There are plenty of people who don’t want evolution to be true or who don’t want to believe in global warming, and they’ll latch onto any shred of evidence to support their worldview. This is sometimes called confirmation bias: the inability to believe anything that challenges your preexisting conclusions. Scientists and science enthusiasts like myself are supposed to be immune to confirmation bias. We’re supposed to keep an open mind to new discoveries and new ideas. We’re supposed to be skeptics. Except I have a small confession: I have a little confirmation bias of my own.
I am firmly convinced there is life on Mars. I don’t think it’s anything more substantial than bacteria eking out an existence near the polar regions, but that’s still life, damn it. Maybe, if I’m lucky, something more complex is buried underground, protecting itself from deadly solar radiation and simultaneously from probing, human eyes.
At the moment, scientific evidence seems to support my belief. The Curiosity rover has found certain chemicals on Mars that suggest life could have evolved there. Curiosity also recently discovered evidence that there are small quantities of liquid water present in Martian soil, and since Martian sand storms often spread across the whole planet, scientists say it’s likely these traces of water are present everywhere.
There’s also the unresolved mystery of the methane gas in Mars’s atmosphere. Several different probes have detected it, but no one knows where it’s coming from. It’s possible bacterial life forms produce it. Unfortunately, the Curiosity rover is now telling us this methane doesn’t exist. The rover can’t find any sign of it. This challenges my faith in the existence of Martian bacteria, so when I read about these new test results I quickly commented that Curiosity must have made a mistake.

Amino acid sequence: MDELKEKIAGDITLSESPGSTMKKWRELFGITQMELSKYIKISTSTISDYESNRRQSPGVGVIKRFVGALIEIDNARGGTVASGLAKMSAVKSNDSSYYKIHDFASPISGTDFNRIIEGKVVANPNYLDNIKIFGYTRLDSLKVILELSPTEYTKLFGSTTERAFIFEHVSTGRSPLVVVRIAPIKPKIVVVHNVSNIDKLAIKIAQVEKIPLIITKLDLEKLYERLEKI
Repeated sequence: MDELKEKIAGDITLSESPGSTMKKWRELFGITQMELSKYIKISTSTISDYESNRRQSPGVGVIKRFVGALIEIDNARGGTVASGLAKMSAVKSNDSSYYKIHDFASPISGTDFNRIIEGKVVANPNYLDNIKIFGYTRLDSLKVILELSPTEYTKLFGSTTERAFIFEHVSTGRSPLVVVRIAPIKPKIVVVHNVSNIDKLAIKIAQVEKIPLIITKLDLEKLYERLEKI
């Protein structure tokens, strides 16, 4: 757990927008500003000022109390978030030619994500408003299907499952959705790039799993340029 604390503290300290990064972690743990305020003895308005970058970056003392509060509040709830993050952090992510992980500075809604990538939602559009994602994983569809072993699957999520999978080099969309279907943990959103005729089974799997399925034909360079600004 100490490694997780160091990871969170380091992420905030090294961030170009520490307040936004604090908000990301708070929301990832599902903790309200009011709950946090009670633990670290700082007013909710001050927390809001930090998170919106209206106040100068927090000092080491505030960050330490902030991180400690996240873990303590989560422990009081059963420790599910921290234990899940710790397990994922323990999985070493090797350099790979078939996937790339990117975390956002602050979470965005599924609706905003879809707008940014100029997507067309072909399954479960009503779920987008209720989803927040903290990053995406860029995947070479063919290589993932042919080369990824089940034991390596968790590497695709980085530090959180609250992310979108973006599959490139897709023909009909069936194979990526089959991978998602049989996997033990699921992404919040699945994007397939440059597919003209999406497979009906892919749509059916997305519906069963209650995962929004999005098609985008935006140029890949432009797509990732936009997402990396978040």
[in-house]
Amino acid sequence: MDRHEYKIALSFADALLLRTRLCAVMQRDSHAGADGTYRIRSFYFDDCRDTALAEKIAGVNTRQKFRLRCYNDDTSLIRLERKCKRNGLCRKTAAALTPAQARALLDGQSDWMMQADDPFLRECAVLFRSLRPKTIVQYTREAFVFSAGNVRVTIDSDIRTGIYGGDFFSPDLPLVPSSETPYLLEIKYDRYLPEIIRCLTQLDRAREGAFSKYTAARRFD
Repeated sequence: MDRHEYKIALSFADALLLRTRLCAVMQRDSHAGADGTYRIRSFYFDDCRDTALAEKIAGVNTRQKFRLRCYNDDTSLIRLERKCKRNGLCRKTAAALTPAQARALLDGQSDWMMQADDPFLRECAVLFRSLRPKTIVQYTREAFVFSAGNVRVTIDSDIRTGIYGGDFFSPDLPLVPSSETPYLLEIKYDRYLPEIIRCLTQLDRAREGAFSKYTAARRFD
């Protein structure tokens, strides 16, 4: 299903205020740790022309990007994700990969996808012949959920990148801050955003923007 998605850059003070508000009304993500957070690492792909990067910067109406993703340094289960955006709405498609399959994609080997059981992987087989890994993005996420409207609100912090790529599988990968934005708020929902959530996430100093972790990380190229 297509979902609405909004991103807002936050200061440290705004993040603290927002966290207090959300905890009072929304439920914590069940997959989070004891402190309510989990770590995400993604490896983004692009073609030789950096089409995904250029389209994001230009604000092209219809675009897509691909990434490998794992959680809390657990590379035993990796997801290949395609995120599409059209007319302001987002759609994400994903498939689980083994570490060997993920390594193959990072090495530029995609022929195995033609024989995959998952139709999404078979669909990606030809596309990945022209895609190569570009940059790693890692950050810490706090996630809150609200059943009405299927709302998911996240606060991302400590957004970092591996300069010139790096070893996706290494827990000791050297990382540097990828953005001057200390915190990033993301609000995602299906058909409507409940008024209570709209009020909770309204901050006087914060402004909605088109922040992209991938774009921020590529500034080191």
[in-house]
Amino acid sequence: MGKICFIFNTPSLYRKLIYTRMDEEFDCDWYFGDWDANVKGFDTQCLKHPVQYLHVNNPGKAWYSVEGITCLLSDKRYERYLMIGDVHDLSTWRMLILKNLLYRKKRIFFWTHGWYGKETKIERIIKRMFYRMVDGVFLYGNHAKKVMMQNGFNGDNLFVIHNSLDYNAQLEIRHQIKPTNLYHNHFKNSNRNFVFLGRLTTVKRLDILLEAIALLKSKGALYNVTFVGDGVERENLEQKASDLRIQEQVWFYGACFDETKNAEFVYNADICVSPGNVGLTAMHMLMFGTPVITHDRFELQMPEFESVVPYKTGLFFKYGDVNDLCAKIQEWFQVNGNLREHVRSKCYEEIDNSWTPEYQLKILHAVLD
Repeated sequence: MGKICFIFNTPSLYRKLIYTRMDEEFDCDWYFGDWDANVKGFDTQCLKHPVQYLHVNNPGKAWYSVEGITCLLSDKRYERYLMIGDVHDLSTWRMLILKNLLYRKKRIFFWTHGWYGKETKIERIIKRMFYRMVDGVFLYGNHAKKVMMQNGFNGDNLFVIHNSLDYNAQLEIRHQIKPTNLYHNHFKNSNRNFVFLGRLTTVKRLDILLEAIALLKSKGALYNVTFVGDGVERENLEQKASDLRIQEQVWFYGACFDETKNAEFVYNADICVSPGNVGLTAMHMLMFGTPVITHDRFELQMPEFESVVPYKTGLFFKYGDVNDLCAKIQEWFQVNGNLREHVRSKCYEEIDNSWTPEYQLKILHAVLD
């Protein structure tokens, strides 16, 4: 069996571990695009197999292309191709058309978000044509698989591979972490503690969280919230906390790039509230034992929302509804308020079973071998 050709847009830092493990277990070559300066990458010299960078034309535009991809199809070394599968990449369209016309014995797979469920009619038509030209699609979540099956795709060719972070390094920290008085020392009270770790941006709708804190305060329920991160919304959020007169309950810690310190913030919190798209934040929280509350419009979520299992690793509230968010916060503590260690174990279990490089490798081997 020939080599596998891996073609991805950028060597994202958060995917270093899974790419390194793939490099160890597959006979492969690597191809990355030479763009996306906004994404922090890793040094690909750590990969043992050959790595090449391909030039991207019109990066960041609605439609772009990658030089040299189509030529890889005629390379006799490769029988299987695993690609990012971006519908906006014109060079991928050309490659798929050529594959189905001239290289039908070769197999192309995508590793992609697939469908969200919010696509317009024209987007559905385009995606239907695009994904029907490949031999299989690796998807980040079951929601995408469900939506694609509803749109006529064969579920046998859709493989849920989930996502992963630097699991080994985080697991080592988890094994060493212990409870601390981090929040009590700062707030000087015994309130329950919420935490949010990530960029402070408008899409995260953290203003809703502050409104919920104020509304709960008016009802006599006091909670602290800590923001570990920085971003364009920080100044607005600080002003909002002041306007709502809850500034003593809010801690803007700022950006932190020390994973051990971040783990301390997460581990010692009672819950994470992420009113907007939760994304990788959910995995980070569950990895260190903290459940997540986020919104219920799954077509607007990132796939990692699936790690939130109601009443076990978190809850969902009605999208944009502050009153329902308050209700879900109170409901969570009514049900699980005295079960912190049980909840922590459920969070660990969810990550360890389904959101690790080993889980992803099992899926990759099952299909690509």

What will happen if Curiosity’s next experiment further challenges my beliefs? I’ll tell you what will happen: I’ll be heartbroken. I don’t think I’ll break down in tears, but I’ll probably feel a tiny bit depressed for a few days if not a few weeks. I’ll probably go into denial and argue that the new data only means the possibility of life currently existing on Mars is diminished, but it’s still not impossible. I might also start talking about how native Martian life might be so different from life on Earth that we wouldn’t recognize it even if we did find it.
I try to be a good skeptic. I try not to jump to conclusions, no matter how awesome those conclusions might be. So much as I may want there to be life on Mars, I have to try to curb my enthusiasm. I have to prepare myself for the possibility that I’m wrong. But it’s really difficult. I can understand what creationists and global warming deniers are going through. It’s hard to overcome confirmation bias, no matter what your confirmation bias is about.
P.S.: There is totally life on Mars, and I think some Martian creature probably threw a rock at the Curiosity rover. Click here to find out more.